Martin Ernest Dannenberg Jr. was born on November 15, 1915, in Baltimore, Maryland, to a Jewish couple, Martin Ernest (1891-1946) and Wilhelmina Wilfson (1889-1954) Dannenberg. He had a younger brother, Wilbur (1921-1935). His father Martin worked in the clothing business. His paternal grandparents were German immigrants. In 1842, his maternal great grandfather Charles Winternitz helped found the Har Sinai synagogue in Baltimore, the oldest Reform synagogue in the United States. Martin graduated from City College high school in 1931. He worked as a mail clerk at Sun Life Insurance Company and attended John Hopkins University and University of Baltimore’s Law School at night. On May 29, 1941, Martin married Esther Anne Salzman.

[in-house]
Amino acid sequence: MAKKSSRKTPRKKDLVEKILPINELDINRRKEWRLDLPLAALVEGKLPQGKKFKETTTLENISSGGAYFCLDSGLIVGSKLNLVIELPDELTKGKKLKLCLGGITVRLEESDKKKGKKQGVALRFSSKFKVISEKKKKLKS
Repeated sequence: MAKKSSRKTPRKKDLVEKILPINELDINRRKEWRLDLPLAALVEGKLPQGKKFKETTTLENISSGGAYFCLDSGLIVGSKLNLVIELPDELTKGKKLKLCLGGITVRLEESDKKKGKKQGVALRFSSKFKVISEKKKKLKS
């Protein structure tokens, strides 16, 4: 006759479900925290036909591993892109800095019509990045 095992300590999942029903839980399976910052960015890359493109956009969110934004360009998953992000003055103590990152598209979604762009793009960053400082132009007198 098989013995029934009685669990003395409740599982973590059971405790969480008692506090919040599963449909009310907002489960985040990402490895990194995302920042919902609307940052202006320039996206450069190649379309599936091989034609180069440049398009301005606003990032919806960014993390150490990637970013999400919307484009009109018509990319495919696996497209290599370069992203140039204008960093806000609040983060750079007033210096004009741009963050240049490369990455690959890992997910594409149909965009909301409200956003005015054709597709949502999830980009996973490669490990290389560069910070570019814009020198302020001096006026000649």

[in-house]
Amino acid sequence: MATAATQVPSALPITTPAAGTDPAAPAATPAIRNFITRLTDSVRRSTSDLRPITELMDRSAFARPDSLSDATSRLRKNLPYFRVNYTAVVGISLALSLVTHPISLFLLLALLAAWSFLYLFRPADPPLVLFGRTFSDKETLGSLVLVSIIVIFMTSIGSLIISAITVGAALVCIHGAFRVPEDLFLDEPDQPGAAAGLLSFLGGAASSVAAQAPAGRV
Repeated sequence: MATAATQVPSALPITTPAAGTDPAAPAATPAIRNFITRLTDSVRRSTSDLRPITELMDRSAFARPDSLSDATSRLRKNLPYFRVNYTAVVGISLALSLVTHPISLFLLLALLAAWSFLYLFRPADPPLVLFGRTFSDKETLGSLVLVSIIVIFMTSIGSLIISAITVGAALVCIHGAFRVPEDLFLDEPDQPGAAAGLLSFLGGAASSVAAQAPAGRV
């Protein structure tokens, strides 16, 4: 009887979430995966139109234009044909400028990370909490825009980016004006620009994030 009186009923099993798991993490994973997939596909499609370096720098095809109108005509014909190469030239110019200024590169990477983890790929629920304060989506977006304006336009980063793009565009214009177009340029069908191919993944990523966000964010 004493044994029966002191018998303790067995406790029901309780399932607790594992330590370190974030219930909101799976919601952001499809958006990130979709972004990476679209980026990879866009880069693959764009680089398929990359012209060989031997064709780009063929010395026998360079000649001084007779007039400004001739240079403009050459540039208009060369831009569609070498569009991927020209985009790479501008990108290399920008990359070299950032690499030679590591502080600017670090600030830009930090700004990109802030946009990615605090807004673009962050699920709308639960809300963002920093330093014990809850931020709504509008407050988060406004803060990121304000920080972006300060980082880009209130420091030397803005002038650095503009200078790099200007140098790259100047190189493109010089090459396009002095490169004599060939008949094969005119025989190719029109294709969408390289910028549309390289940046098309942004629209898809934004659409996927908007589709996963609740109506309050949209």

On December 8, 1941, following the attack on Pearl Harbor, the United States entered World War II. On August 20, 1942, Martin enlisted in the Army. He expessed interest in and was accepted into the Counter Intelligence Corps. After training, Martin was assigned to intelligence cases in the US. In August 1944, Martin, a Master Sergeant, shipped out from Boston to Normandy, France, arriving in September. He was a Special Agent in Charge, 203rd Counter Intelligence Corps Detachment, attached to the III Corps, Third Army, under General Patton. He fought in the Battle of the Bulge and reached Germany in early February 1945. One of Martin's duties was to discover evidence for the planned war crimes trials. In April, Martin apprehended a German official in Regensburg, who told Martin he knew the location of the Nuremberg Laws and would take him there if Martin returned him to Eichstatt. On April 27, the informant took Martin and his two man team to a farm near Eichstatt, where Hans Rauch, a Finance Ministry official, was hiding from the Gestapo. Rauch had been told to store the documents by the Waffen SS security chief and had placed them in a bank vault in Eichstatt. Rauch took Martin and his team to the bank vault, where Martin found the original texts of the Nuremberg Laws, as signed by Adolf Hitler, inside a manila envelope. They took photographs of the documents inside the vault. On April 28, Martin turned the document over to a member of General Patton’s staff, who gave it to General Patton. Martin thought the documents would be used as evidence in war crimes trials, but Patton kept them as a personal souvenir. In late April or early May, Martin was sent to investigate the recently liberated Dachau concentration camp. The war ended when Germany surrendered on May 7. Martin was awarded a Bronze Star for his service.